Instead of examining any number of possible reasons behind this seed failure – for example, the possibility that the environmental and ecological effects of the earthquake might have something to do with it – Seifert has edited into the film a deceptively smooth segue from first talking about the total shipment of 475 tons of seeds that Monsanto donated to talking about a different group of farmers who were disappointed with seeds they purchased from farmer association stores. The initial shipment of Monsanto seeds used in Mirebalais were distributed to these farmer associations by the WINNER project (Watershed Initiative for National Natural Environmental Resources), a five-year, $126 million program funded by the United States Agency for International Development (USAID) to aid Haitian farmers in improving agricultural practices for increased yields.  GMO OMG implies that Monsanto made the farmers pay for the seeds that the Mirebalais farmers were disappointed with, but this is not true, as the following information on Monsanto’s website makes clear:
The seeds are being provided free-of-charge by Monsanto. WINNER will distribute the seeds through farmer association stores to be sold at a significantly reduced price. The farmer stores will use the revenue to reinvest in other inputs to support farmers in the future. The farmer associations alone will receive revenue from the sales. 
Far from making money in a backhanded manner, Monsanto did not benefit financially from giving their seeds away. The false narrative that Seifert is endorsing in his film is one that probably harmed a lot of Haitian people in the long term. This is not to suggest that the people of Haiti are not well within their right to refuse a gift from a large American corporation. And there are some legitimate criticisms to be made concerning the economic and ecological viability of rapidly introducing improved seed into regions where indigenous agricultural practices have remained unchanged for over two hundred years.  But the fact remains that Haiti had just suffered a massive natural disaster that claimed the lives of over 100,000 people. The damage the earthquake caused to Haiti’s arable farmlands meant that many more people would suffer from food shortages and malnutrition. The earthquake wiped out entire crops, and Haiti’s government did not have the resources required to rebuild their agricultural infrastructure from scratch and keep the population well fed. Under such devastating circumstances, is it reasonable for needy people to refuse a very generous donation of seeds for any reason? Granted, the peasant farmers protesting Monsanto and burning their seeds had convinced themselves that Monsanto’s seeds were “poisonous” and threatened their food sovereignty and agricultural way of life. But when the alternative is starving, it is bizarre that the Peasant Movement would not be content to stop at mere refusal, but to also turn that refusal into a mass spectacle of proudly burning seeds. Meanwhile, it is sobering to consider how their actions might have negatively affected other starving, injured, and displaced Haitians who did not agree with what the Peasant Movement was doing. Seifert even admits in his film just how dire the situation in Haiti was after the earthquake:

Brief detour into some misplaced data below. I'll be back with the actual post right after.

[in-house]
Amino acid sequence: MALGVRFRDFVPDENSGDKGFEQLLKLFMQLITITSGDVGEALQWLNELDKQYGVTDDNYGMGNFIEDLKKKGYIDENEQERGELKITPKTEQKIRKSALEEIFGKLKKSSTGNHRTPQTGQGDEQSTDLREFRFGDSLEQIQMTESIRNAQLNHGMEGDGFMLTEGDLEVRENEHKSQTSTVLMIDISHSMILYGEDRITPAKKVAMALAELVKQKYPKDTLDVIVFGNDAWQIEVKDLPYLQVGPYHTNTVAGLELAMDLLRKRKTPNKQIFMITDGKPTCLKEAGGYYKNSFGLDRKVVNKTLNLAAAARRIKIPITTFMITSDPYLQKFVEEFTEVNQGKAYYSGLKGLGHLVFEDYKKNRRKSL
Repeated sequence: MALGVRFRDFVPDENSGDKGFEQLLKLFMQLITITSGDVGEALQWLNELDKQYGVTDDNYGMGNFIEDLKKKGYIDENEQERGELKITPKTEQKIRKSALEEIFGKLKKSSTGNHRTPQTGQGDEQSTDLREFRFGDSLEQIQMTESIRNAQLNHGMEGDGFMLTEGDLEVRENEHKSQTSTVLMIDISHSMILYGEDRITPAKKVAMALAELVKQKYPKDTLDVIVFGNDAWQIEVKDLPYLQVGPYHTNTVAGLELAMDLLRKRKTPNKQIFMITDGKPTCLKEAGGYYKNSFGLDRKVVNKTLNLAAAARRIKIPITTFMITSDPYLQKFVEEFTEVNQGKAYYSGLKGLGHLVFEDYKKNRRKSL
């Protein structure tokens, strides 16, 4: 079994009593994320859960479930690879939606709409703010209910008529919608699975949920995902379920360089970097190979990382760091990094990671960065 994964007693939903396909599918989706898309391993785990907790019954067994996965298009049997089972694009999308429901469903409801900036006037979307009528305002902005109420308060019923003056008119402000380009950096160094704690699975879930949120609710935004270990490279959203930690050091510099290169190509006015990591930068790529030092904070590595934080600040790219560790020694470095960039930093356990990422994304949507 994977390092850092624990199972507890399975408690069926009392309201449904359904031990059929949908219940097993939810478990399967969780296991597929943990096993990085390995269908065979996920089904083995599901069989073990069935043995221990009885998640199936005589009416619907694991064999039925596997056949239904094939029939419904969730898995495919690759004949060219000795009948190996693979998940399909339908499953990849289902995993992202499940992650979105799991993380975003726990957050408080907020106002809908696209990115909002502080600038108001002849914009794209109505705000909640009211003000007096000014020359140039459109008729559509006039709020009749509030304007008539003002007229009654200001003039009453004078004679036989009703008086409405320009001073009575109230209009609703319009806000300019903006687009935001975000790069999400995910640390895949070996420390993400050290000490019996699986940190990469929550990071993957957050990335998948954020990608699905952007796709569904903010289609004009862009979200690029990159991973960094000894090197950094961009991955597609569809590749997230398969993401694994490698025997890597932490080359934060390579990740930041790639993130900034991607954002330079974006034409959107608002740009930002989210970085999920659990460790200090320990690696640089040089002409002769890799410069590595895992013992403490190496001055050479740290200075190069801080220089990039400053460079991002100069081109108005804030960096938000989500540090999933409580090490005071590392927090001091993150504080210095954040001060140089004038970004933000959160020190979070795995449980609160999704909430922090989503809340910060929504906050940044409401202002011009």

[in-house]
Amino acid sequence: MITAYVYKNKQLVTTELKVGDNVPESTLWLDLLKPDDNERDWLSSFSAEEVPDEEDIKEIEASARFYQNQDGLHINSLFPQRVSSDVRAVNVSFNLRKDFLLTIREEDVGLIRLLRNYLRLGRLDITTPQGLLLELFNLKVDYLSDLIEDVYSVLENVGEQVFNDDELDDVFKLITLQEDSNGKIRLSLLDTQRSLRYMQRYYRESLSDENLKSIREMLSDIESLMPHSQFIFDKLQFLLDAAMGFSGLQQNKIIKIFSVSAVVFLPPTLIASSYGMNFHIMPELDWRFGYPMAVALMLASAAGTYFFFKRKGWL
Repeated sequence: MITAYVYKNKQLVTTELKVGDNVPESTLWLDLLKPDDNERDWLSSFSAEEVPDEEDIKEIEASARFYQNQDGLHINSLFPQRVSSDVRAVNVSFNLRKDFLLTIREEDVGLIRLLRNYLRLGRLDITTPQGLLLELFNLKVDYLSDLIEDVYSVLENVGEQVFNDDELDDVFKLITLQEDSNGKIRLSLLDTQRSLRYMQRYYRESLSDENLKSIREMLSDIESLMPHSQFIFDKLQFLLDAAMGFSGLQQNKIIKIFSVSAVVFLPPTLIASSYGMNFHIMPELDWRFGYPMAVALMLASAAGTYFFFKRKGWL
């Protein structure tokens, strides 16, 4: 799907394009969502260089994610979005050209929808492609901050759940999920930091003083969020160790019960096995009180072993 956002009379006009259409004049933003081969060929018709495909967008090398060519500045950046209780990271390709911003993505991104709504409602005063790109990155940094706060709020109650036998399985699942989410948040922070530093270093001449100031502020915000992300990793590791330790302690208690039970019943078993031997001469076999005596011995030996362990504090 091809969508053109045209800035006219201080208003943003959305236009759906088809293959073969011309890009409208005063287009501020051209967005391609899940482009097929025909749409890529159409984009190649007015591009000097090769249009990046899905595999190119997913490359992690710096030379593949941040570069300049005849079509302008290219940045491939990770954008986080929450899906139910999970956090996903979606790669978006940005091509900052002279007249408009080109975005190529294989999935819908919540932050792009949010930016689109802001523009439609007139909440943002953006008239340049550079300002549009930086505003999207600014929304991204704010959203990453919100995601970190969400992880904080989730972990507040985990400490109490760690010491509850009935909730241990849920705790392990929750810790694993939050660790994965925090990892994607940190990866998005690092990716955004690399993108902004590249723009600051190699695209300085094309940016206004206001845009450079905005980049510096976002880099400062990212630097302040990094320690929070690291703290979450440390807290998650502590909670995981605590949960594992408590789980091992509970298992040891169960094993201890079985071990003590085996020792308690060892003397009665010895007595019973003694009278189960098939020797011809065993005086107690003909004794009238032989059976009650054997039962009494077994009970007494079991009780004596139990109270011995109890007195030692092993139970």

Haiti is the poorest country in the Western Hemisphere. People suffer from crippling poverty, hunger, and malnutrition. The earthquake made an already desperate situation much worse. With hundreds of thousands dead and countless bodies lost beneath the rubble, and over a million people crammed into tent cities, the agro-chemical company Monsanto offered Haiti 475 tons of seeds. So why would poor rural farmers burn seeds?
That’s a very good question. Unfortunately, Seifert uncritically accepts the factually incorrect rationale of the Peasant Movement of Papaye at face value because it serves the anti-GMO narrative he is building.
 Beverly Bell, “Haitian Farmers Commit to Burning Monsanto Hybrid Seeds,” The World Post, May 17, 2010, http://www.huffingtonpost.com/beverly-bell/haitian-farmers-commit-to_b_578807.html (accessed April 17, 2016).
 James F. Crow, “90 Years Ago: The Beginning of Hybrid Maize,” Genetics 148, no. 3 (March 1998): 923-928. http://www.genetics.org/content/148/3/923 (accessed April 17, 2016); Paul K. Conkin, A Revolution Down on the Farm: The Transformation of American Agriculture since 1929 (Lexington, KY: University Press of Kentucky, 2008), pp. 119-20.
 USAID (U.S. Agency for International Development), “Seed System Security Assessment: Haiti,” Technical Report (Port-au-Prince, Haiti: USAID, 2010).
 Monsanto, “Monsanto Donates Corn and Vegetable Seeds to Haiti” (n.d.), http://www.monsanto.com/improvingagriculture/pages/haiti-seed-donation.aspx (accessed April 17, 2016).
 John Mazzeo and Barrett P. Brenton, “Peasant Resistance to Hybrid Seed in Haiti: The Implications of Agro-industrial Inputs through Humanitarian Aid on Food Security, Food Sovereignty, and Cultural Identity,” in Hanna Garth, ed., Food and Identity in the Caribbean (New York: Bloomsbury Academic, 2013), pp. 121-138.